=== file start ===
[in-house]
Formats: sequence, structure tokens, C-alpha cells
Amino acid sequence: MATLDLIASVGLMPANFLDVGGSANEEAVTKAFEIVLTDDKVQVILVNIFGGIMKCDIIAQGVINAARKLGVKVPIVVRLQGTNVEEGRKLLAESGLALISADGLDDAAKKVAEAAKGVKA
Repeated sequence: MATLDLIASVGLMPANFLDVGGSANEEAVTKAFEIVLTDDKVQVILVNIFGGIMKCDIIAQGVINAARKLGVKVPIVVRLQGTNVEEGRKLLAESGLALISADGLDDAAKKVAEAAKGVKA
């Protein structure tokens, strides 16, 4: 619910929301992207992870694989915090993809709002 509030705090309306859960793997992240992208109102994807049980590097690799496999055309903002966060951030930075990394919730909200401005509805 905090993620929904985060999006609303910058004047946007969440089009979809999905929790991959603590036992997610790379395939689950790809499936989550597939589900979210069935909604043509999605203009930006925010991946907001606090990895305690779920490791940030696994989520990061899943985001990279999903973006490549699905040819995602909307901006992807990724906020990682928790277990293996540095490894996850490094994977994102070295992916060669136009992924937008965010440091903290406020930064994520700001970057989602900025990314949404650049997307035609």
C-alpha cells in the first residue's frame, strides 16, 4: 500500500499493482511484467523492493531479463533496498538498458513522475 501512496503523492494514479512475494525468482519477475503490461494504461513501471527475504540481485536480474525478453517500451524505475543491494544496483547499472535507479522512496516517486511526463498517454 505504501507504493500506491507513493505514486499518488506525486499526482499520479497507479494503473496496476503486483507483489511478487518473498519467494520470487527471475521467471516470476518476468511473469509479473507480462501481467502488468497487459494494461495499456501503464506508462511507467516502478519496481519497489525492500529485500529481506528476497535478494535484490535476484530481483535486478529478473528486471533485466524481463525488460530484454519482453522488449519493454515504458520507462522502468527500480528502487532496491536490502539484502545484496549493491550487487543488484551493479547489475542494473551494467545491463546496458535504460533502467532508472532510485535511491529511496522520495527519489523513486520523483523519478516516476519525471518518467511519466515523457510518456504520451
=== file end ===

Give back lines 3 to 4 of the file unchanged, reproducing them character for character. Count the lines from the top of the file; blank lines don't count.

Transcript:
Amino acid sequence: MATLDLIASVGLMPANFLDVGGSANEEAVTKAFEIVLTDDKVQVILVNIFGGIMKCDIIAQGVINAARKLGVKVPIVVRLQGTNVEEGRKLLAESGLALISADGLDDAAKKVAEAAKGVKA
Repeated sequence: MATLDLIASVGLMPANFLDVGGSANEEAVTKAFEIVLTDDKVQVILVNIFGGIMKCDIIAQGVINAARKLGVKVPIVVRLQGTNVEEGRKLLAESGLALISADGLDDAAKKVAEAAKGVKA